To test the hypothesis that an anabolic steroid such as nandrolone decanoate (ND) will ameliorate or abolish disuse-mediated alterations resulting from five weeks of hindlimb immobilization, female Sprague-Dawley rats were divided into six groups: control, control + ND, shortened-immobilized, shortened-immobilized + ND, stretched-immobilized, and stretched-immobilized + ND. Immobilization was accomplished by wrapping hindlimbs with plaster of Paris. Nandrolone decanoate in sesame oil was administered via weekly intraperitoneal injection (7 mg/kg) while nontreated rats received equivalent volumes of the vehicle. After five weeks selected morphometric, biochemical, and mechanical parameters were examined in the slow-twitch soleus muscle (SOL). Muscle wet weight fell from a control value of 145 ± 19 mg to 70 ± 8 mg (p < .05) in the immobilized-shortened group where ND had no effect (81 ± 11 mg). Muscle stretch alone prevented weight losS (159 ± 31 mg). The addition of ND resulted in significant SOL hypertrophy (200 ± 42 mg), p < .05. Immobilization resulted in a significant shift in muscle protein distribution toward sarcoplasmic protein, a change unaltered by ND but abolished by stretch. Muscle strength, as indicated by peak tetanic tension, fell 45% (p < .05) as a result of shortened immobilization. Nandrolone decanoate had no effect on this condition, although the ameliorating effect of stretch was abolished when in combinaton with ND treatment. The elevation observed in maximal shortening velocity (shortened-immobilized) was unaffected by ND alone, but abolished by stretch with or without ND treatment. These results demonstrate the absence of therapeutic effect when ND is administered during muscle atrophy. Furthermore, under the experimental conditions described, ND in combination with chronic immobilized stretch significantly impairs tetanic tension generation in the predominantly slow-twitch SOL.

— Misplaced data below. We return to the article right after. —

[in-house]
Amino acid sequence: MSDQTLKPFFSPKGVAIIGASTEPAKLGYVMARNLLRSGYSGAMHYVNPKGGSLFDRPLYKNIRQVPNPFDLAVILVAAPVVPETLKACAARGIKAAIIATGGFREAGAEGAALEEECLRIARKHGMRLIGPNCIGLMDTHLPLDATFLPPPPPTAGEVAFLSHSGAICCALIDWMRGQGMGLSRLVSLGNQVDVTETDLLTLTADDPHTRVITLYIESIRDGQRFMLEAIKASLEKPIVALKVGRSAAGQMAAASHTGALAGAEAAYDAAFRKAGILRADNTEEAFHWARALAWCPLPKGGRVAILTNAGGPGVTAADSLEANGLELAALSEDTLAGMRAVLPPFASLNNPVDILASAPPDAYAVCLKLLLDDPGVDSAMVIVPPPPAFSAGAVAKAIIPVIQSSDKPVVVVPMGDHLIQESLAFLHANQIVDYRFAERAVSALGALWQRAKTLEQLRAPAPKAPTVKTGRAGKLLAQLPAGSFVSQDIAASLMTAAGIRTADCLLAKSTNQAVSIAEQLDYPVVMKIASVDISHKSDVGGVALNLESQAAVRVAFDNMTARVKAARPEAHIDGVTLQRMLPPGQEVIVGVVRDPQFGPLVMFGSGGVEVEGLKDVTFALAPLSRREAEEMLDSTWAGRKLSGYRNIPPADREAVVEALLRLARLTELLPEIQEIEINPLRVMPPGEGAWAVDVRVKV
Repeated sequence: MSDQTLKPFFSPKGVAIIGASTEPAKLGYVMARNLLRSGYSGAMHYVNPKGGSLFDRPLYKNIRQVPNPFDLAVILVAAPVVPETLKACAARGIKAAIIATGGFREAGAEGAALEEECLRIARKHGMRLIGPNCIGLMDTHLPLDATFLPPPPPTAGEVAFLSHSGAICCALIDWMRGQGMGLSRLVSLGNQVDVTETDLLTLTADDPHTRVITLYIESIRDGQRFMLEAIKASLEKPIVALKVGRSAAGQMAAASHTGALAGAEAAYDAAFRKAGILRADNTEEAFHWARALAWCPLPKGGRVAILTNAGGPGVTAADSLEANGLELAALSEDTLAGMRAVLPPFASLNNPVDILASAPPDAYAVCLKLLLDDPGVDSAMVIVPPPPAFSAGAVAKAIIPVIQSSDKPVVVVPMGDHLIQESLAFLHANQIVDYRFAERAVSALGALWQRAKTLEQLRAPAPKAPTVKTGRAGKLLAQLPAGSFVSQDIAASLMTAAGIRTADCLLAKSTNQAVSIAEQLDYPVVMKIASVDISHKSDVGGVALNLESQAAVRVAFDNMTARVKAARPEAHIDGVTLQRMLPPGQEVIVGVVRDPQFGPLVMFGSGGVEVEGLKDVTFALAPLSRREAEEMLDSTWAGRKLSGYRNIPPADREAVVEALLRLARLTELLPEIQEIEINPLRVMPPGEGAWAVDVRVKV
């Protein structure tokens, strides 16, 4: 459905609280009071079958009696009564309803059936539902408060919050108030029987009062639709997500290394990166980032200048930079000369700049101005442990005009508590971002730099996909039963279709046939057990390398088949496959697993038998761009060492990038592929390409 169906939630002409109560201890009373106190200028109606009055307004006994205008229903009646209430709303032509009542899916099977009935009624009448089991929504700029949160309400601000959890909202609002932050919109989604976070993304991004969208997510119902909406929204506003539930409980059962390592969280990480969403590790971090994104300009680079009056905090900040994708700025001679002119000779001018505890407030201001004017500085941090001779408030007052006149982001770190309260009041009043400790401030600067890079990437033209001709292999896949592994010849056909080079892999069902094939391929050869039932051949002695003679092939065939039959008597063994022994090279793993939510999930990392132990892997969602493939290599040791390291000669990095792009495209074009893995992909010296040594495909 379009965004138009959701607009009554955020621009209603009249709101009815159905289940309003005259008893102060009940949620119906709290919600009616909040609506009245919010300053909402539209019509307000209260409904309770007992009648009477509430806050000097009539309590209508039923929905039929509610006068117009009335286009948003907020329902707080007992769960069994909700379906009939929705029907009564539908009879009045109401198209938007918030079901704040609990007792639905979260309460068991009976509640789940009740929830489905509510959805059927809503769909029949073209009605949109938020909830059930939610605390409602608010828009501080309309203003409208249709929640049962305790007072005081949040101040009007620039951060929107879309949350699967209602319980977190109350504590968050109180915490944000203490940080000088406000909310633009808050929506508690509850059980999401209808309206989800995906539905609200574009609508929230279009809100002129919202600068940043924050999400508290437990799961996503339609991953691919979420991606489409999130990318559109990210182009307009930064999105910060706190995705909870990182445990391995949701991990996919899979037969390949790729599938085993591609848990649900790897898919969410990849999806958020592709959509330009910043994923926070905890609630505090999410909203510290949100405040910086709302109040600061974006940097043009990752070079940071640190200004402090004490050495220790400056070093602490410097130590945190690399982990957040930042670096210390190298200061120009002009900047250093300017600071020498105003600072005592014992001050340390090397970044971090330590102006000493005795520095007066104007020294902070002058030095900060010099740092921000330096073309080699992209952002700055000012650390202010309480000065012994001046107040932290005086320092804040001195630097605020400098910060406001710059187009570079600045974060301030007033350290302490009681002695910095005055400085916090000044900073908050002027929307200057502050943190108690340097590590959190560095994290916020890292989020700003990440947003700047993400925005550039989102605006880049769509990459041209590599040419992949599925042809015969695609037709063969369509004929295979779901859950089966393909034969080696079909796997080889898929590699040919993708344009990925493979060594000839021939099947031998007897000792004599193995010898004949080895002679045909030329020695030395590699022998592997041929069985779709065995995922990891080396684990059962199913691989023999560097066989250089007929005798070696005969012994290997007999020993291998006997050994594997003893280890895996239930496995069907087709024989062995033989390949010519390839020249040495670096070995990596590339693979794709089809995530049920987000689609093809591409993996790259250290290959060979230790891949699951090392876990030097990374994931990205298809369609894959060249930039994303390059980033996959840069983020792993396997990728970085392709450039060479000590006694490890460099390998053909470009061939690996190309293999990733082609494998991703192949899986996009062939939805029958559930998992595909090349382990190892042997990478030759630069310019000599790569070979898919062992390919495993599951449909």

|Original language||English (US)|
|Number of pages||5|
|Journal||Archives of physical medicine and rehabilitation|
|State||Published - Jan 1 1988|
ASJC Scopus subject areas
- Physical Therapy, Sports Therapy and Rehabilitation